The amount of literature is quite large for treating single damage scenarios, especially in simple structural elements, but limited for multiple damage scenarios. Also, most existing methods are based on a single criterion and only a few authors demonstrate these methods in slab-on-girder bridges. These methods, depending only on changes in frequencies and mode shapes, are limited in scope and may not be useful in several realistic situations. It is observed that changes in natural frequencies alone may not provide enough information for integrity monitoring. It is common to have more than one damage case giving a similar frequency-change characteristic ensemble. In the case of symmetric structures, the changes in natural frequency due to damage at two different symmetric locations are exactly the same. Alternatively, no changes in the mode shapes could be detected if the mode had a node point at the location of damage (Farrar & Cone, 1995). There is thus a need for a more comprehensive method of damage assessment in structures.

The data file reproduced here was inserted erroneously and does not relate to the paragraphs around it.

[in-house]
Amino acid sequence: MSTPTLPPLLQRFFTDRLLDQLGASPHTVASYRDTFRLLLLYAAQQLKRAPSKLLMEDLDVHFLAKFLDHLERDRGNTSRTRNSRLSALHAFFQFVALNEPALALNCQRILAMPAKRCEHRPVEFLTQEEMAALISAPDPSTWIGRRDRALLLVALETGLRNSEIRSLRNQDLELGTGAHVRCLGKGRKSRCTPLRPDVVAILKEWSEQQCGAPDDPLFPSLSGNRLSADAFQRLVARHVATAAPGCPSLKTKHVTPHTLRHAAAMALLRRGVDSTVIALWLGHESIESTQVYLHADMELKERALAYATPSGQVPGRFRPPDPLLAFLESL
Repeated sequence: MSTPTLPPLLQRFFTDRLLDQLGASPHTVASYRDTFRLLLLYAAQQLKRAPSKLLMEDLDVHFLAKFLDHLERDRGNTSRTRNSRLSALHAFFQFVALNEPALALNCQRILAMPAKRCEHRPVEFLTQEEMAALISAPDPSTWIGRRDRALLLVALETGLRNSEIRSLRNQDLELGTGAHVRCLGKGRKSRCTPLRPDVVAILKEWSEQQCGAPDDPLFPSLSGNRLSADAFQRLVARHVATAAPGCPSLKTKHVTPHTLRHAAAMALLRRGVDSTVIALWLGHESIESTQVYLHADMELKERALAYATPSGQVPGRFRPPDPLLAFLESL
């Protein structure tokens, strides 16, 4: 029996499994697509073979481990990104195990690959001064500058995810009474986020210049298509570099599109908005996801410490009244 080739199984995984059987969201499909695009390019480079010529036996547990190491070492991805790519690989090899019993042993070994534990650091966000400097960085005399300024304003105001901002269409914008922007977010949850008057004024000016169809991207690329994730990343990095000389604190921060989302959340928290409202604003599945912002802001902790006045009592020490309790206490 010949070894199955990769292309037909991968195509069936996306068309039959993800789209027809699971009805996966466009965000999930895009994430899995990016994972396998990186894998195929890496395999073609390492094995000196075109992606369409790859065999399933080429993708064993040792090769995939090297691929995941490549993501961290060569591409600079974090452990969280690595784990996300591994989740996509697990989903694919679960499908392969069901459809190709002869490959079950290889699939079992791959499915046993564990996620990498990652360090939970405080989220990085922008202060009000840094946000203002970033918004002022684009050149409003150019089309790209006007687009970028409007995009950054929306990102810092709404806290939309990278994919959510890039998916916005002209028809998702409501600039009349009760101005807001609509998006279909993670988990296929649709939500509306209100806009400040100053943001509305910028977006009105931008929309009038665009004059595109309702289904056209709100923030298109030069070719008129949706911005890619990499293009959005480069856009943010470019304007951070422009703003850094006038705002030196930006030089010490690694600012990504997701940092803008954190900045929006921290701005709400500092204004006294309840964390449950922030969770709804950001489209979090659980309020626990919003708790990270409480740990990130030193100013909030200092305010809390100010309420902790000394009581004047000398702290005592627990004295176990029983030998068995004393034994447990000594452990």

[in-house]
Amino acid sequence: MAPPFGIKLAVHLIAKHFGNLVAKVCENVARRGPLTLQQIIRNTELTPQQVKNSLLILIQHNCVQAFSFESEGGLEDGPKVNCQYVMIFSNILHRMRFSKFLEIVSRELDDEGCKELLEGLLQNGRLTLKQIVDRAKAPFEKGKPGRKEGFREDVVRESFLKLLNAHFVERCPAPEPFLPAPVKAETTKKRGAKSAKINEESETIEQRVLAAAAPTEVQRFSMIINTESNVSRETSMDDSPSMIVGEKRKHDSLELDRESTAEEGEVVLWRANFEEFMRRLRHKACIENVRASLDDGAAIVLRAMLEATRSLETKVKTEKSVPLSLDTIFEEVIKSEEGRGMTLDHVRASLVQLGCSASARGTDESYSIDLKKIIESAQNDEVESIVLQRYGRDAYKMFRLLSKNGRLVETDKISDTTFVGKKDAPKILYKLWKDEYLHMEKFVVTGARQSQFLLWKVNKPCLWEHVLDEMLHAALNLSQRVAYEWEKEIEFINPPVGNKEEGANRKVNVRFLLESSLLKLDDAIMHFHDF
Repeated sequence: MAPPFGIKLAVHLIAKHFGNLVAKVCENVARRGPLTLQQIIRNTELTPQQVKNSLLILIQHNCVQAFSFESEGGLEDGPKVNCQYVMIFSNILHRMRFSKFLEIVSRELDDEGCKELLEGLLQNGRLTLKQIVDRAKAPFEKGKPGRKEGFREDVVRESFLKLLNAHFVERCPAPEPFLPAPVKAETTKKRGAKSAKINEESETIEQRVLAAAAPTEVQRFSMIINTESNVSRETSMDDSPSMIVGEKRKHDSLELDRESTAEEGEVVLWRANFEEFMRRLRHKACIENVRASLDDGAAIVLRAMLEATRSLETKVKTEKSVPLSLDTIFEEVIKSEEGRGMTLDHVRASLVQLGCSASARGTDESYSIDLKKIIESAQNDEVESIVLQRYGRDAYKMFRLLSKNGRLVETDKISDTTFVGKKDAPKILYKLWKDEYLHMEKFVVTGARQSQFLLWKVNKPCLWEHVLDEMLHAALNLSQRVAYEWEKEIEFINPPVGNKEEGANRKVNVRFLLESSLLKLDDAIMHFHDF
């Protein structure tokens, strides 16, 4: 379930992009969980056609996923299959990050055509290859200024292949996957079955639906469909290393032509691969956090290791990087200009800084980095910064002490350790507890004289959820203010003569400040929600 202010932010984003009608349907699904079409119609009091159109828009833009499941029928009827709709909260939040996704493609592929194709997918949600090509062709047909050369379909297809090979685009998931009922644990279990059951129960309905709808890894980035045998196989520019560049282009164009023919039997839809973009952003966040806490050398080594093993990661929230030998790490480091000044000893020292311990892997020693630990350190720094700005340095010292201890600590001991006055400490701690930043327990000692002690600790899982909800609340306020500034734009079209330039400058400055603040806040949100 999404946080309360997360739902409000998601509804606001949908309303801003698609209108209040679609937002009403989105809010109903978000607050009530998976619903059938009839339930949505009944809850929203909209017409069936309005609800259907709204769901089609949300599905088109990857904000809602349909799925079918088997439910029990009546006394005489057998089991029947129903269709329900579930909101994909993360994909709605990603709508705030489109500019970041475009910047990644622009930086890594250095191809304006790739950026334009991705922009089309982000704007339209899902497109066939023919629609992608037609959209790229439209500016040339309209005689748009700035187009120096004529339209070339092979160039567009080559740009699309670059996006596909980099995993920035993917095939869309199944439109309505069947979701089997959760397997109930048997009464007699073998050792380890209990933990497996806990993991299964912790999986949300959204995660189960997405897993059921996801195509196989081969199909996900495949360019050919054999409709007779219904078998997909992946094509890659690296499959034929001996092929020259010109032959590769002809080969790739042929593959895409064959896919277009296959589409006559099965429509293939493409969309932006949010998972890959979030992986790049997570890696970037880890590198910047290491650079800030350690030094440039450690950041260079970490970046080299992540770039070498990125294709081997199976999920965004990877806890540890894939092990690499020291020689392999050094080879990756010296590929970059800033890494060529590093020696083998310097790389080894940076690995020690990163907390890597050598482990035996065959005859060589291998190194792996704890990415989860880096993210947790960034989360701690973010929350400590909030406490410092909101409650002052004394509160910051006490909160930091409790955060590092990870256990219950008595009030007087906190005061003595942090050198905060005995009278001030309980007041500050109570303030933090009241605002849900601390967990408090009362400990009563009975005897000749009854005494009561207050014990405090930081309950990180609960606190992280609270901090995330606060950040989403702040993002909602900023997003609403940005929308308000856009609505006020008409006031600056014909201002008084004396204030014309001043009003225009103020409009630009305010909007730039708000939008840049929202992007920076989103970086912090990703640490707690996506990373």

Fast computers and sophisticated finite element programs have enabled the possibility of analyzing hitherto intractable problems in structural engineering, while also simplifying the analyses of other problems. Dynamic computer simulation techniques are used to develop and apply two non-destructive damage detection parameters, along with changes in natural frequencies, for damage identification in slab-on-girder bridges. These parameters–the modal flexibility and the modal strain energy–are based on the vibration characteristics of natural frequencies and mode shapes, and their variations with the health of the structure. The application of the approach is demonstrated through numerical simulation studies of a single-span, simply supported truss bridge with eight damage scenarios corresponding to different types of deck and truss damage.